Everyone who does the 9-step program Your Money or Your Life and reaches their “debt crossover point” – retiring their last penny of debt including mortgage – experiences a freedom beyond description. A lightness of being. A release as the shackles come off and they realize their future is theirs, not the bank’s.
The question is: does celebrating this life passage with your friends (as you would a wedding or graduation) seem like gloating when everyone else is entangled in webs of debt while having lost money in the market and maybe their jobs? Are you lording over others – or sharing a joy that can also be theirs, as impossible as it sounds?
This discussion is alive among members of Financial Integrity Associates, current and former Your Money or Your Life speakers and study group leaders (email us at firstname.lastname@example.org if you are interested in learning more). Here are some quotes from the listserve:
“[My husband] and I have been mortgage-free for the last 15 or more years and it’s wonderfully freeing. We present it in every workshop or lecture that we give … Although I had expected that there’d be envy, that really has never been an issue. Many people had simply never before seen this as a possibility.”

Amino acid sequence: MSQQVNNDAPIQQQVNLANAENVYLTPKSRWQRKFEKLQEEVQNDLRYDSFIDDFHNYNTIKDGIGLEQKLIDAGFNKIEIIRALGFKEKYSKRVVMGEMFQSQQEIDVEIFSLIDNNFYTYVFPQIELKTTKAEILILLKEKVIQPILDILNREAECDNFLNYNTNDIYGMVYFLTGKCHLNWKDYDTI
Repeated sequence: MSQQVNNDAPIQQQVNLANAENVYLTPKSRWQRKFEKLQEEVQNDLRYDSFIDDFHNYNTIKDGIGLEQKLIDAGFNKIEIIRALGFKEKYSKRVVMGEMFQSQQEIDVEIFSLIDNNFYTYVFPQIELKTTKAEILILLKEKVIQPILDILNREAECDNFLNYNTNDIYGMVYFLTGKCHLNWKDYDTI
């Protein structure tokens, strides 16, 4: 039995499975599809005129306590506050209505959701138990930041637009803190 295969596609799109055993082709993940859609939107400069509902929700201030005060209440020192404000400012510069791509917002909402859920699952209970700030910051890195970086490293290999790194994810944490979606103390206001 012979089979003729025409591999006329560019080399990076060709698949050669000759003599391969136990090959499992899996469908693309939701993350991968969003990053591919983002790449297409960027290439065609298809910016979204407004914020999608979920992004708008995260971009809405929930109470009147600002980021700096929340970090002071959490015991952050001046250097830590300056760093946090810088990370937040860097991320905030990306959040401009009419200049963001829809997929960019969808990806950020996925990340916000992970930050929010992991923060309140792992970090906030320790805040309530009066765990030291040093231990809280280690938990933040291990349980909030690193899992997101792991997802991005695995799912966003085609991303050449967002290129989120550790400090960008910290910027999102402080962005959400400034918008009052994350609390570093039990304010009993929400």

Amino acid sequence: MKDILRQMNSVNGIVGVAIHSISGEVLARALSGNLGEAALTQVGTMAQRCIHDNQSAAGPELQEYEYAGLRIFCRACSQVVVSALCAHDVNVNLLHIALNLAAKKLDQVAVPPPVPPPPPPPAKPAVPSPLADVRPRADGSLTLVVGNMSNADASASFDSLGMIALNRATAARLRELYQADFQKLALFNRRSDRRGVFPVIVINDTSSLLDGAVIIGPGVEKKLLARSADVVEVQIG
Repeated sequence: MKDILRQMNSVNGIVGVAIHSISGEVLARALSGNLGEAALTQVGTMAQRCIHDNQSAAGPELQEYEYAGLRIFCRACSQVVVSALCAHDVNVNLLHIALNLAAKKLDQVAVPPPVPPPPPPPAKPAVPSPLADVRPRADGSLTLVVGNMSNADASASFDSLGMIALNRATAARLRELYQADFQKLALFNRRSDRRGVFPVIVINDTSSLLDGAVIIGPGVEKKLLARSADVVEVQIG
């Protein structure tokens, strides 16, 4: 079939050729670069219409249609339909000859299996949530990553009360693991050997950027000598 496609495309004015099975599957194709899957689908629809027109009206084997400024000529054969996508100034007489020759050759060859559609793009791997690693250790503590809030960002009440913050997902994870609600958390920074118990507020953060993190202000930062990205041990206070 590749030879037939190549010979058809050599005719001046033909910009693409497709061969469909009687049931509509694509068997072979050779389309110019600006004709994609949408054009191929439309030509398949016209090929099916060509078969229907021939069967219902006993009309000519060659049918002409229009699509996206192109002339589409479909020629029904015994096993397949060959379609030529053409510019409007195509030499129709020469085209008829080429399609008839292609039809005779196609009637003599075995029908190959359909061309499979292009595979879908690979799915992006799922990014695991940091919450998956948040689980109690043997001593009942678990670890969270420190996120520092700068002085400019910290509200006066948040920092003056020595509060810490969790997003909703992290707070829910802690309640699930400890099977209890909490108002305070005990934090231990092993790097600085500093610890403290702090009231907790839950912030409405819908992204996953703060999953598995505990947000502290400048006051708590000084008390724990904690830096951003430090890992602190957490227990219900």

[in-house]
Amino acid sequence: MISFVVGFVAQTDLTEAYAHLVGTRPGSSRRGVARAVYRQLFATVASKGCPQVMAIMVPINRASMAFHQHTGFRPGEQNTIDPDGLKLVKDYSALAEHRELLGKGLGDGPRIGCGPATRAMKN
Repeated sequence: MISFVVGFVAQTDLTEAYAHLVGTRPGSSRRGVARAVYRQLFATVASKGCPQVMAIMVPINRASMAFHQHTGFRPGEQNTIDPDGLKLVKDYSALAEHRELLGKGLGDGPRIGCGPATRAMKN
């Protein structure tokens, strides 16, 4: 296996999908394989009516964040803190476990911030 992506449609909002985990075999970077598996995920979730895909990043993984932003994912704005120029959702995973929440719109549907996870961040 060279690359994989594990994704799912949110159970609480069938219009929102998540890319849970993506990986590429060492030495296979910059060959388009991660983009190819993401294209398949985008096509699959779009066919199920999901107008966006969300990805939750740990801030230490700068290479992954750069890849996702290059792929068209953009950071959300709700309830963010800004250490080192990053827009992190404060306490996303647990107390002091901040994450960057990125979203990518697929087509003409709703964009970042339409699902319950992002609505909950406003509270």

“A friend spoke her concern about my not having had work since August. That opened up into a larger conversation about financial goals, how debt slows down progress, and why being debt-free makes this an annoying time instead of a panicky time for me.”
“[We] did a “Mortgage Burning Ceremony”… At first I thought paying it off was no big deal, but somehow the ceremony made it real (like celebrating a birthday). The mortgage burning event was fun and turned mailing the last payment from something we had done faithfully for 15 years into a milestones in our lives. … about letting folks know …some don’t care, others envious, and a few get a new realization of ‘I didn’t know you could pay off a mortgage.'”
“Why might we talk with others about our being mortgage-free? To act as a model? To feel better about ourselves? To break our sense of isolation? So they’ll be impressed by us/like us more? What will I risk for that goal?…risking openness (with gentleness but also with joy) seems the right approach to me about money – and about freedom from mortgages.”
Have you gotten out of debt? How did it feel? Apparently Dave Ramsey invites people who do so to call in and scream “I’m debt free.” Is there a way to celebrate that passage that would inspire your friends to do the same? Is it showing off to share this graduation from debt?